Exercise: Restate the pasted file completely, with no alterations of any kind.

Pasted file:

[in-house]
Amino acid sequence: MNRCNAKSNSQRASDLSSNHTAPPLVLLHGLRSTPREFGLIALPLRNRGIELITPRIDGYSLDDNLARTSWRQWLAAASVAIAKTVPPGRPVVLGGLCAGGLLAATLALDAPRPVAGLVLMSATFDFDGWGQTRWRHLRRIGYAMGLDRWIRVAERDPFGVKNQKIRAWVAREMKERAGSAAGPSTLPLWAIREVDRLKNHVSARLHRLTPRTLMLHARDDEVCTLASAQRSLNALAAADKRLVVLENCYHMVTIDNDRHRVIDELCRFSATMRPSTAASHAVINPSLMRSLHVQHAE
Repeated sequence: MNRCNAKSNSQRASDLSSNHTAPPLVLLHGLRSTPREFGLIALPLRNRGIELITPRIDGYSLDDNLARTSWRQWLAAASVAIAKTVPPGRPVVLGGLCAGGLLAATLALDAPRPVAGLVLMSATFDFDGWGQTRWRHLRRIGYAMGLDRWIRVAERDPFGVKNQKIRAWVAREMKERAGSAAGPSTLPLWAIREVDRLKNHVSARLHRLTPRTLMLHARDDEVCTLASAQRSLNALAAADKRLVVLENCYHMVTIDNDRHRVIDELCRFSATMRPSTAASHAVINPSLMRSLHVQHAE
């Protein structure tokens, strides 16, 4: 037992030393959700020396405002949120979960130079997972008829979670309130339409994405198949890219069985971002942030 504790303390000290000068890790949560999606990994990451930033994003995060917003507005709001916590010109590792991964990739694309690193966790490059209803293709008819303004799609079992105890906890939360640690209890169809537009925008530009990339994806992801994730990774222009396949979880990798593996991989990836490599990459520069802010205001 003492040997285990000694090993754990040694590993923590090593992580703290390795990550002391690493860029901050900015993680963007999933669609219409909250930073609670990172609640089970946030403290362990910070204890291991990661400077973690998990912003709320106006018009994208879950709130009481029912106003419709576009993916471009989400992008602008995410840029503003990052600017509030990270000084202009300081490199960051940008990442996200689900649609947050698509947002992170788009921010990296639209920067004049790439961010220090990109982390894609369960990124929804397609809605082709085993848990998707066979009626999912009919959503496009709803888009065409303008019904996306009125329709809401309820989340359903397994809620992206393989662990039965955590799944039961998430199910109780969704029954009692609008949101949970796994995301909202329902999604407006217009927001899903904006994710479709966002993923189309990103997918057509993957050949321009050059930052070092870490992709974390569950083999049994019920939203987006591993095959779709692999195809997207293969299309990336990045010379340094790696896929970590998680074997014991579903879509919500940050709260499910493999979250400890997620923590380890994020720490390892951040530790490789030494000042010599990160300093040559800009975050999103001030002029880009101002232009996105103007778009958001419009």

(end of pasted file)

[in-house]
Amino acid sequence: MNRCNAKSNSQRASDLSSNHTAPPLVLLHGLRSTPREFGLIALPLRNRGIELITPRIDGYSLDDNLARTSWRQWLAAASVAIAKTVPPGRPVVLGGLCAGGLLAATLALDAPRPVAGLVLMSATFDFDGWGQTRWRHLRRIGYAMGLDRWIRVAERDPFGVKNQKIRAWVAREMKERAGSAAGPSTLPLWAIREVDRLKNHVSARLHRLTPRTLMLHARDDEVCTLASAQRSLNALAAADKRLVVLENCYHMVTIDNDRHRVIDELCRFSATMRPSTAASHAVINPSLMRSLHVQHAE
Repeated sequence: MNRCNAKSNSQRASDLSSNHTAPPLVLLHGLRSTPREFGLIALPLRNRGIELITPRIDGYSLDDNLARTSWRQWLAAASVAIAKTVPPGRPVVLGGLCAGGLLAATLALDAPRPVAGLVLMSATFDFDGWGQTRWRHLRRIGYAMGLDRWIRVAERDPFGVKNQKIRAWVAREMKERAGSAAGPSTLPLWAIREVDRLKNHVSARLHRLTPRTLMLHARDDEVCTLASAQRSLNALAAADKRLVVLENCYHMVTIDNDRHRVIDELCRFSATMRPSTAASHAVINPSLMRSLHVQHAE
């Protein structure tokens, strides 16, 4: 037992030393959700020396405002949120979960130079997972008829979670309130339409994405198949890219069985971002942030 504790303390000290000068890790949560999606990994990451930033994003995060917003507005709001916590010109590792991964990739694309690193966790490059209803293709008819303004799609079992105890906890939360640690209890169809537009925008530009990339994806992801994730990774222009396949979880990798593996991989990836490599990459520069802010205001 003492040997285990000694090993754990040694590993923590090593992580703290390795990550002391690493860029901050900015993680963007999933669609219409909250930073609670990172609640089970946030403290362990910070204890291991990661400077973690998990912003709320106006018009994208879950709130009481029912106003419709576009993916471009989400992008602008995410840029503003990052600017509030990270000084202009300081490199960051940008990442996200689900649609947050698509947002992170788009921010990296639209920067004049790439961010220090990109982390894609369960990124929804397609809605082709085993848990998707066979009626999912009919959503496009709803888009065409303008019904996306009125329709809401309820989340359903397994809620992206393989662990039965955590799944039961998430199910109780969704029954009692609008949101949970796994995301909202329902999604407006217009927001899903904006994710479709966002993923189309990103997918057509993957050949321009050059930052070092870490992709974390569950083999049994019920939203987006591993095959779709692999195809997207293969299309990336990045010379340094790696896929970590998680074997014991579903879509919500940050709260499910493999979250400890997620923590380890994020720490390892951040530790490789030494000042010599990160300093040559800009975050999103001030002029880009101002232009996105103007778009958001419009």